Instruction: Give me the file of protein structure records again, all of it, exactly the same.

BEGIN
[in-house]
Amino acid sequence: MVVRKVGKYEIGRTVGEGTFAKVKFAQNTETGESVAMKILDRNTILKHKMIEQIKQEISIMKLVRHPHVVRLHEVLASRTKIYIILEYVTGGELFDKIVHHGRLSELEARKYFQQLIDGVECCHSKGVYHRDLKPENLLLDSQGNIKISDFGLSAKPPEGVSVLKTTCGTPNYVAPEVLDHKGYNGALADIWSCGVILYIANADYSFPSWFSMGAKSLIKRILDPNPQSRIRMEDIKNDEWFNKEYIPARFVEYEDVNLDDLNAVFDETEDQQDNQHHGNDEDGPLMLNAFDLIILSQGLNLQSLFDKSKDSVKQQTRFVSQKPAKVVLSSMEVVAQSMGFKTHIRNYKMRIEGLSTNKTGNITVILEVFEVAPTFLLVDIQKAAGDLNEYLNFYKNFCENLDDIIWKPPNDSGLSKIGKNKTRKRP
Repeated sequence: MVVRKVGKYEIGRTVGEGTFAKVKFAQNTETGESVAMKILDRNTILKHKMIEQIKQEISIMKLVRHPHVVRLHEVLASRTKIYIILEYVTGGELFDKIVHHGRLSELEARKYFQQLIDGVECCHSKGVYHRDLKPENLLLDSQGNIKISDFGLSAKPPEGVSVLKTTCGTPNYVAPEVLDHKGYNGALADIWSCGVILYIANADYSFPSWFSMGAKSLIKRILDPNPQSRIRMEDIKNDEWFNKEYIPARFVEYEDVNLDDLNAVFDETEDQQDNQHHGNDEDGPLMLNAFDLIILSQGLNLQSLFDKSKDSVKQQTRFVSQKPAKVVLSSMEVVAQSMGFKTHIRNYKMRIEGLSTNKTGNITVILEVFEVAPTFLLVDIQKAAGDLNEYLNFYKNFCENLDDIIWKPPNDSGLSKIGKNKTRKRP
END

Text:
[in-house]
Amino acid sequence: MVVRKVGKYEIGRTVGEGTFAKVKFAQNTETGESVAMKILDRNTILKHKMIEQIKQEISIMKLVRHPHVVRLHEVLASRTKIYIILEYVTGGELFDKIVHHGRLSELEARKYFQQLIDGVECCHSKGVYHRDLKPENLLLDSQGNIKISDFGLSAKPPEGVSVLKTTCGTPNYVAPEVLDHKGYNGALADIWSCGVILYIANADYSFPSWFSMGAKSLIKRILDPNPQSRIRMEDIKNDEWFNKEYIPARFVEYEDVNLDDLNAVFDETEDQQDNQHHGNDEDGPLMLNAFDLIILSQGLNLQSLFDKSKDSVKQQTRFVSQKPAKVVLSSMEVVAQSMGFKTHIRNYKMRIEGLSTNKTGNITVILEVFEVAPTFLLVDIQKAAGDLNEYLNFYKNFCENLDDIIWKPPNDSGLSKIGKNKTRKRP
Repeated sequence: MVVRKVGKYEIGRTVGEGTFAKVKFAQNTETGESVAMKILDRNTILKHKMIEQIKQEISIMKLVRHPHVVRLHEVLASRTKIYIILEYVTGGELFDKIVHHGRLSELEARKYFQQLIDGVECCHSKGVYHRDLKPENLLLDSQGNIKISDFGLSAKPPEGVSVLKTTCGTPNYVAPEVLDHKGYNGALADIWSCGVILYIANADYSFPSWFSMGAKSLIKRILDPNPQSRIRMEDIKNDEWFNKEYIPARFVEYEDVNLDDLNAVFDETEDQQDNQHHGNDEDGPLMLNAFDLIILSQGLNLQSLFDKSKDSVKQQTRFVSQKPAKVVLSSMEVVAQSMGFKTHIRNYKMRIEGLSTNKTGNITVILEVFEVAPTFLLVDIQKAAGDLNEYLNFYKNFCENLDDIIWKPPNDSGLSKIGKNKTRKRP